PADRAIG HARRINGTON: Well, I wouldn't to the extent that they are just different golf courses. Yeah, I would say Wentworth is substantially different than I would say here is slightly different. I think the difference is, obviously the courses, the temperature is different and the course is set up slightly different and the greens are a little bit softer and the pin positions are probably not quite as Open pin positions.
Yeah, there's a difference in the tournament this time around where Wentworth, a substantial difference in the golf course.

Q. Going back to Paul McGinley, I know it's a wee bit away, but The Ryder Cup at Gleneagles, could you see Paul being a strong contender for the captaincy at Gleneagles?
PADRAIG HARRINGTON: I haven't looked at the order. The guys will tell you that the order is set in stone but I would think he's done nothing but improve his chances of captaincy of The Ryder Cup. You know, and a lot depends on if Paul is showing that he's a winning captain, and we haven't won The Ryder Cup, you know, we are going to have to put our best man in there, and that could be Paul in that case.
He's putting his name in, not as regards, let's say sometimes at times The Ryder Cup Captain is given to the person who has supported the Tour and deserves it the most, and sometimes The Ryder Cup Captaincy is given to the guy that has done the job the best, and Paul is putting his hat in both rings now, and that's a help for him.

Q. Monty last week was talking about Rory, being a potential first-out on Friday of The Ryder Cup. Rory has had quite an extraordinary year. Are you amazed by Monty saying that, and having been No. 1 yourself at The Ryder Cup, going out on the Friday, and what can Rory expect next year?
PADRAIG HARRINGTON: I would say he would love it, and I think that's what Monty is seeing. We all know Rory is a super player, but the guy you put out number one is the guy who is going to embrace it and relish it the most, and anything, play better because of it. You know, Monty always did a great job. I think Rory could be in the same vein. He's a young guy who loves golf and would love the opportunity to be out there and show his game, really, and really showcase it.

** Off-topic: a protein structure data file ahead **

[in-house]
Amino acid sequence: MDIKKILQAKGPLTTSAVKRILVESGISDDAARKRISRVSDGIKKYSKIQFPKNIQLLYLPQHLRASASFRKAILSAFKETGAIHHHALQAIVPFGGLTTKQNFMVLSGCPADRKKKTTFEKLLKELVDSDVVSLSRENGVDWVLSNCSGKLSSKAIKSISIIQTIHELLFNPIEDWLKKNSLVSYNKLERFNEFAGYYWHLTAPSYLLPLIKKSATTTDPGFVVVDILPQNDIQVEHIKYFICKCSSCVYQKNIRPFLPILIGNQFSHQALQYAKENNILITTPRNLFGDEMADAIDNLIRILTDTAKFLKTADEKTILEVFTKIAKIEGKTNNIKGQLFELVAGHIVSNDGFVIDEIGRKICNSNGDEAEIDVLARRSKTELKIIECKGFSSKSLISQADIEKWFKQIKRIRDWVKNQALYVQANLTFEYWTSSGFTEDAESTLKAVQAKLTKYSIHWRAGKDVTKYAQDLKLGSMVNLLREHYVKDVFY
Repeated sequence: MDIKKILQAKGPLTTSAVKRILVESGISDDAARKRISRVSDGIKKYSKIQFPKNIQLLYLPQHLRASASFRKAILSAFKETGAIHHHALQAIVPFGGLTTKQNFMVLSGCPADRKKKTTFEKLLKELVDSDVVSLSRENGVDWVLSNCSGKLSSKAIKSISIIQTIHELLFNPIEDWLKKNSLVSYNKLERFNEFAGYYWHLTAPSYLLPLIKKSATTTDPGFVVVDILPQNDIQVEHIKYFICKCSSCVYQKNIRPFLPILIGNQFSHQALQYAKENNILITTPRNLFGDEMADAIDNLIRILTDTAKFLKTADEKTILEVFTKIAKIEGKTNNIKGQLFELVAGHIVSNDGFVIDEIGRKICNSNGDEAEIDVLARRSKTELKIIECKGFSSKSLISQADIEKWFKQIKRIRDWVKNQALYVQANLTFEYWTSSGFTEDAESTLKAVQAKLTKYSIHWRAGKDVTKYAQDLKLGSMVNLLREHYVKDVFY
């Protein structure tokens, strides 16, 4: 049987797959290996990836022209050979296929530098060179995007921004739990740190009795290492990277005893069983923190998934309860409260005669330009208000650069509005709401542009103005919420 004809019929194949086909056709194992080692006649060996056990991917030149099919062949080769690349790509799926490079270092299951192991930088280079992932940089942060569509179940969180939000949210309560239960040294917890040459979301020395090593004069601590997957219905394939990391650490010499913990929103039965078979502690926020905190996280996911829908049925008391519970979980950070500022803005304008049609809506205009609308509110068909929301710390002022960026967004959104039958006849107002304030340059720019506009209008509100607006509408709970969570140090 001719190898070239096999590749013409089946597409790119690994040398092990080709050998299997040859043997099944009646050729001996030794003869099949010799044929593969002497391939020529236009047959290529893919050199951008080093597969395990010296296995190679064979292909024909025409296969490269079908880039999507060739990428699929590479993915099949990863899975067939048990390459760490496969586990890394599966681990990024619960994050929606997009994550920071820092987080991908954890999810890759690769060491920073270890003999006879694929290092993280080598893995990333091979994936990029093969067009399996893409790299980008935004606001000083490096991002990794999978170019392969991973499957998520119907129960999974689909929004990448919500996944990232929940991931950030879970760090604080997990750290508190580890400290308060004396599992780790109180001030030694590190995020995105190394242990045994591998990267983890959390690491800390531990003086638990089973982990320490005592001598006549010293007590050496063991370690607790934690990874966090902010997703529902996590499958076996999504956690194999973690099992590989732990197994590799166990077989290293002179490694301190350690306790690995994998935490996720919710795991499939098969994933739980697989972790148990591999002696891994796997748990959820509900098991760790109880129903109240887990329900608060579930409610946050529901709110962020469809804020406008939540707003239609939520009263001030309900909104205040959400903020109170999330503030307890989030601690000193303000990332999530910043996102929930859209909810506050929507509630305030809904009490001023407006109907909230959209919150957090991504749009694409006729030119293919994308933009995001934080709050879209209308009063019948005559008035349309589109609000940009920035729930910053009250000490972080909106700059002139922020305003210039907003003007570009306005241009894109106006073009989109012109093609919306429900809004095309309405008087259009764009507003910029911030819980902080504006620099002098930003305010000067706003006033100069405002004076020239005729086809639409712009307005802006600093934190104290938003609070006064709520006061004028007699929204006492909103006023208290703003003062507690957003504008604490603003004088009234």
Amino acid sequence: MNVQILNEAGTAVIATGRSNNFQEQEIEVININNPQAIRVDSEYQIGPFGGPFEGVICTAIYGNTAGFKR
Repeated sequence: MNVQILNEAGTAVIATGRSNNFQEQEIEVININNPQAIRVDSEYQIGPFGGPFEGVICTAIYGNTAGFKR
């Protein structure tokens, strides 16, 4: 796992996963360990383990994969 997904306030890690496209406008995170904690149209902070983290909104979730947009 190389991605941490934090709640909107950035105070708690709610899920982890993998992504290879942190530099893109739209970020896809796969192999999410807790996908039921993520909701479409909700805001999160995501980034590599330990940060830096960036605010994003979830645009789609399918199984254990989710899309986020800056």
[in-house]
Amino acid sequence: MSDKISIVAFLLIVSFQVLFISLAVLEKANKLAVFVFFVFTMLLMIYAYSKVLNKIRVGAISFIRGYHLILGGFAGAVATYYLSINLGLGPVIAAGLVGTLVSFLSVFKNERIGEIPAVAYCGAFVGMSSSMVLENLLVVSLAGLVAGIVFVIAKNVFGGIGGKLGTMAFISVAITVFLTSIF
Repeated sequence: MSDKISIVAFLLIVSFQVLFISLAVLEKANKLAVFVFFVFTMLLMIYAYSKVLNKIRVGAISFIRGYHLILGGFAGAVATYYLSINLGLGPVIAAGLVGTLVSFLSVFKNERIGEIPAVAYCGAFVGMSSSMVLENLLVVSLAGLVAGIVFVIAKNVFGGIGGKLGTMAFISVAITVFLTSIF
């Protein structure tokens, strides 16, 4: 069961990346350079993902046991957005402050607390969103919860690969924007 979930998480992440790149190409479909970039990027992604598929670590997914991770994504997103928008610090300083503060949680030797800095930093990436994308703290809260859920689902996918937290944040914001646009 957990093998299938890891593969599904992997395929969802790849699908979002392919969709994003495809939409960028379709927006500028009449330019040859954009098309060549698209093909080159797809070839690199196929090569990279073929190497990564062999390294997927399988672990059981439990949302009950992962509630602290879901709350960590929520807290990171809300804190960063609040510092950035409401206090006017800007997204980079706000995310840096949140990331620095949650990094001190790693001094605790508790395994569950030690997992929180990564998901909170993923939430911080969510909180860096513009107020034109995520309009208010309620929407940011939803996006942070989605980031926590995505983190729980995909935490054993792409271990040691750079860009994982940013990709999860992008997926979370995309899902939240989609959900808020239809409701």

I think it could be ideal for him. You know, the last thing you want to do with him is hide him down the pack. I don't think he would play as well in that, he would play much better at the forefront and getting out there and playing his golf. You know, that's hardly anybody that you could pick out that kind of embraces the game the way he does at the moment, so it would be ideal.

Q. (Or Sunday in the singles).
PADRAIG HARRINGTON: Yeah, I think that's slightly different. I think that the singles is a different event than maybe the foursomes, or is it fourballs now first, I'm not sure. I certainly was very proud to do that in Ireland where I was first off with Monty. Maybe that position is a little bit sort of more for the elder statesmen to kind of get out there and get things rolling and moving a bit more. I'd hate to use the word boring and staid type thing, but kind of a little bit like that, where the first off in the singles is a bit more of a -- I don't know, somebody who gets out there and sort of a bit more exciting, let's say.

Q. Rory has made so many headlines this year and here we are talking about him again. Is there a danger that next year could be a bit flat for him, because he's got to do even better next year, hasn't he.
PADRAIG HARRINGTON: I think he can. I think he would expect it. I think he -- you know, the main thing with Rory, even though you guys are talking about it, he's not getting distracted by this. He knows he has to go out there and keep improving. That's the path he's on and he will do it.
I think sensibly enough, and he is, he's pretty mature in this sense; I'm sure he understands that short-term performance, if he went out next year and didn't win and then won six times the following year, that's better than winning twice next year and twice the year after and three times, if you know what I mean.
We shouldn't, even though sometimes we do, worry about a certain period of time in our career where we should be more concerned about the overall period of many years and how many tournaments you are winning and how much you are improving. I think he's on the right track. He works hard at his game, and I think he's looking at that general improvement over the years of being a major winner in the future.
SCOTT CROCKETT: Padraig, many thanks, as always, good luck this week.